Following is the full transcript of psychotherapist Susan Henkels’ talk titled “What if There’s Nothing Wrong With You” at TEDxSedona conference.
Susan Henkels – TEDx Talk TRANSCRIPT
I’ve been a psychotherapist for over 45 years, listening to everything that’s wrong with people.
And I was listening to a woman once talk about her whole list of what was wrong with her, and I thought, in the middle of this litany: What if there’s actually nothing wrong with her? Could that question clear the way for her to have anything she wanted — anything she wanted to have, anything she wanted to do?
Well, I’m not saying that there isn’t anything wrong with you right now. I’m just saying, what if there weren’t? So could you have more confidence and courage to do something that you have always been passionate about?
I’m learning how to play the banjo, and it’s been on my bucket list for years. So I’ve always been kind of bored with hearing people say, “It is what it is.”
It just sounded like, first of all, it was the most used cliché in 2006. Everybody was saying, “It is what it is.” And I hated it.
It was like there isn’t anything you can do about it; it was total resignation.
But what if “it is what it is” is really just that? No judgment, no blame, no criticism. What if you could just have a full plate of just “it is what it is”?
Not all that story we tell about ourselves to justify, you know, to make other people wrong and ourselves right. I mean, could we have anything other than that?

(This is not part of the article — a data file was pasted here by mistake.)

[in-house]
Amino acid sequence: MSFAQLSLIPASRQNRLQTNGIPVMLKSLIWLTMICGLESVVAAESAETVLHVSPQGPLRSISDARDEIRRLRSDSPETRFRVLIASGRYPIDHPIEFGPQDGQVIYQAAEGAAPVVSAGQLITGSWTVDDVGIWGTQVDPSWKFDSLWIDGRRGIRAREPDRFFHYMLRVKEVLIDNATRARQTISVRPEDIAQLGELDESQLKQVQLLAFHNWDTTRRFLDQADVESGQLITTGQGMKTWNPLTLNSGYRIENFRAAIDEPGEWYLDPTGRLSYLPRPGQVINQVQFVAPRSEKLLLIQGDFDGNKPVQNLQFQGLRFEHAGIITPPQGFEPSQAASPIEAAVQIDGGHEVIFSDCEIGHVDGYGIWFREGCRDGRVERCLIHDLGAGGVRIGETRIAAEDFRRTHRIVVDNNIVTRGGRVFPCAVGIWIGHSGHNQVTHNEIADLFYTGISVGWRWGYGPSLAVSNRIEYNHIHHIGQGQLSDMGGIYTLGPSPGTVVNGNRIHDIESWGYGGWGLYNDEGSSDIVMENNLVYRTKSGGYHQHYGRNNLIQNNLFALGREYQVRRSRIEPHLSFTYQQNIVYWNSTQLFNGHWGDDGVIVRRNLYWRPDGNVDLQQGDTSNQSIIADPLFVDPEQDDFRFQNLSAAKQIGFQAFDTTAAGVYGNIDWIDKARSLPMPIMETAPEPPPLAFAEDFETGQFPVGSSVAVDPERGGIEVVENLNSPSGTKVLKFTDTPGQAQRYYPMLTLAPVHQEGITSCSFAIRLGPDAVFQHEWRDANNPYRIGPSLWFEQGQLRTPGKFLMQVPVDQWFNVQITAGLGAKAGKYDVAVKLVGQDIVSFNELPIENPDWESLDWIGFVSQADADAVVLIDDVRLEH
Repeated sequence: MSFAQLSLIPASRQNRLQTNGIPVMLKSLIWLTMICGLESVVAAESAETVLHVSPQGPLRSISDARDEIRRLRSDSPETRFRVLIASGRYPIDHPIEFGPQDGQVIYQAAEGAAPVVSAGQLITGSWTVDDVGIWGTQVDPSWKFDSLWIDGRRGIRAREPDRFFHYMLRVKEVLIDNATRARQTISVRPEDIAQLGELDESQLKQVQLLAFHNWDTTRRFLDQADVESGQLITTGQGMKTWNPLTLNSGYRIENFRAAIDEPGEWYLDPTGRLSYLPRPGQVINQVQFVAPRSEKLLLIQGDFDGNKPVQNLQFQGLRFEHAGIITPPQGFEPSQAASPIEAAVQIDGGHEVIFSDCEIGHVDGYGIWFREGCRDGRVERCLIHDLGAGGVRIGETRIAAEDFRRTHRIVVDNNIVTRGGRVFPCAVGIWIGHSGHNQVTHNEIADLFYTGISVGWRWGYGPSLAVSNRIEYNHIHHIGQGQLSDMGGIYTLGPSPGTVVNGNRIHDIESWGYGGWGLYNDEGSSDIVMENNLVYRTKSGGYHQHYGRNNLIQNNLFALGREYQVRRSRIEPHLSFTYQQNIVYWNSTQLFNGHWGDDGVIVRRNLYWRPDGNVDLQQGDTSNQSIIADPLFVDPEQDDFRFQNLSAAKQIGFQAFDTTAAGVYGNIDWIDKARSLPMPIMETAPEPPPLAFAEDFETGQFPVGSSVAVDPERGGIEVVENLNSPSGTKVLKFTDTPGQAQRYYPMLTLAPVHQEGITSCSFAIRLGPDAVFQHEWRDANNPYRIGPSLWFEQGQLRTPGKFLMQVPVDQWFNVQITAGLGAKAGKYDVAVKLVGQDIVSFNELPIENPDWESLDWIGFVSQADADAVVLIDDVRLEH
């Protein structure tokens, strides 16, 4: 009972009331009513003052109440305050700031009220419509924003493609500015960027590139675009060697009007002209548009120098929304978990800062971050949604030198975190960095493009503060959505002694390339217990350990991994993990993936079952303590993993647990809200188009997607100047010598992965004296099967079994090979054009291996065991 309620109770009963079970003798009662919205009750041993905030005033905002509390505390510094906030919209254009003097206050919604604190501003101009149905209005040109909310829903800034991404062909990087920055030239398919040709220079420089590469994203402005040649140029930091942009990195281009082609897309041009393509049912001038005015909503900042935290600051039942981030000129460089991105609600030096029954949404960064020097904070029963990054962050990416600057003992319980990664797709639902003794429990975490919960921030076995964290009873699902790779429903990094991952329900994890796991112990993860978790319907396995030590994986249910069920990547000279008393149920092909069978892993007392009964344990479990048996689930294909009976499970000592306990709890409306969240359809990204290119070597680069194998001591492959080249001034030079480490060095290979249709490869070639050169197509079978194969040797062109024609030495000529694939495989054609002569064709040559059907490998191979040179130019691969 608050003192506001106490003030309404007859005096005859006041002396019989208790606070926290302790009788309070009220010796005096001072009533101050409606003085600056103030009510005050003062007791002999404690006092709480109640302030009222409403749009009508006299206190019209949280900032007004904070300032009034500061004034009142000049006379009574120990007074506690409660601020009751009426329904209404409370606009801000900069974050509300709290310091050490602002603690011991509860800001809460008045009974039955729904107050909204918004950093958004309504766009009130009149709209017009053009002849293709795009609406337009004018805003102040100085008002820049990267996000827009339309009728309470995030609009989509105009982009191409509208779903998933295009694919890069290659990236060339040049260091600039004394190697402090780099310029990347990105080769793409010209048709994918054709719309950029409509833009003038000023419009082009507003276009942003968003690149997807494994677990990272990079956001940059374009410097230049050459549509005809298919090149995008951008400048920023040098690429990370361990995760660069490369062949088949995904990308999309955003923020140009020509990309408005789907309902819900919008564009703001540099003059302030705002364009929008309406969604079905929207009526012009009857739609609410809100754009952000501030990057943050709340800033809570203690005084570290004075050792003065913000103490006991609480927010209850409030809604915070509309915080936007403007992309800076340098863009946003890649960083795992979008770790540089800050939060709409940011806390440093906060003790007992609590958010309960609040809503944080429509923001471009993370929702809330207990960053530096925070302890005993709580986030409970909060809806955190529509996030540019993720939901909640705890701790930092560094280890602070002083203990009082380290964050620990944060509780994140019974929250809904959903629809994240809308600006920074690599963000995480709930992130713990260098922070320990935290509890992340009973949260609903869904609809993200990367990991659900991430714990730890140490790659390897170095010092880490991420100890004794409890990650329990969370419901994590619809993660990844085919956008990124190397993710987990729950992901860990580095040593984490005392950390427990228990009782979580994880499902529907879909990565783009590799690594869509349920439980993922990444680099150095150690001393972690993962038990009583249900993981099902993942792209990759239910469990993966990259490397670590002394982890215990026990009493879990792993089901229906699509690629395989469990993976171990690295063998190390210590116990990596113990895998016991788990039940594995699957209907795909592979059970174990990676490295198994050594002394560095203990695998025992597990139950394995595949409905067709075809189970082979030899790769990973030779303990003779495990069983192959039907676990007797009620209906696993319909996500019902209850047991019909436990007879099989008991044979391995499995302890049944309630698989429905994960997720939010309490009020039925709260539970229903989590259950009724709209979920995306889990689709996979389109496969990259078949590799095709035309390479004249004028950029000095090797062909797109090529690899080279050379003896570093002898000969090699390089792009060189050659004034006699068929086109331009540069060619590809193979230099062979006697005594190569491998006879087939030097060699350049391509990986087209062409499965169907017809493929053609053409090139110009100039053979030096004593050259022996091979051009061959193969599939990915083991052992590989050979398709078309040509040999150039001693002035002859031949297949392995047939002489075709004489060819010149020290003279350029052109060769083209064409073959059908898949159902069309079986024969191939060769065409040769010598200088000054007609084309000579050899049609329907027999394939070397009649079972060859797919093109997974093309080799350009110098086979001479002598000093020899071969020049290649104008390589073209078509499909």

We have the film festival every year. I had the fortune of meeting the most fabulous director of documentaries, and he said to me, “When you’re not watching movies, what are you doing?”
So I said, “Well, I’m writing a book. It’s called ‘What if there is nothing wrong with you?‘”
And he looked at me, and he said, “I can tell you right now eight things that are wrong with me.”
So I said, “Name one.”
And he said, very defiantly and certainly, “I have oppositional defiant disorder.”
I’m like, “Like I couldn’t tell, right?” So I said to him, “What’s wrong with that?”
He said, “Well, I, um, I would always defy my parents and teachers.”
“Well, what’s wrong with that?”
“I wouldn’t comply with any of the rules at school, and I didn’t do anything I was told to do at home.”
“What’s wrong with that?”
He said, “Well, I was always in a bad temper. I argued with my parents all the time. I never had any friends, and I loved being alone.”
I said, “Well, what’s wrong with that?”
And we had several interactions like that, and at some point during the interactions, he said to me, “Hmm, you know, actually, I really like being alone. And I was able to write stories, write film scripts in my head. Come to think of it, I think oppositional defiant disorder has me be the great film director that I am.” He said, “I actually like not having a right or wrong diagnosis about this, just accepting it is what it is.”
The next day, he found me, he came up to me, and he said, “I slept through the night for the first time in years, not having to make myself wrong, decide what I should be doing and shouldn’t be doing.” He said, “You know, I’m going to look at those seven other things that I was so sure were wrong with me.”
That was really fun; that was really fun to interact with him like that.
Let me see. What do I want to say next? What if there’s nothing wrong with not knowing what you’re going to say next?
I was at a swimming pool once, and the woman next to me said, “What are you writing about?”
I said, “I’m writing a book called ‘What if there’s nothing wrong with you?‘”
She looked at me, and she said, “Well, now, we wouldn’t be very interesting, would we?”
And I thought, how much time and energy we spend talking about what’s wrong, and actually we really do create this whole list of what we think is wrong and then create an entire life around decisions we made probably when we were five years old.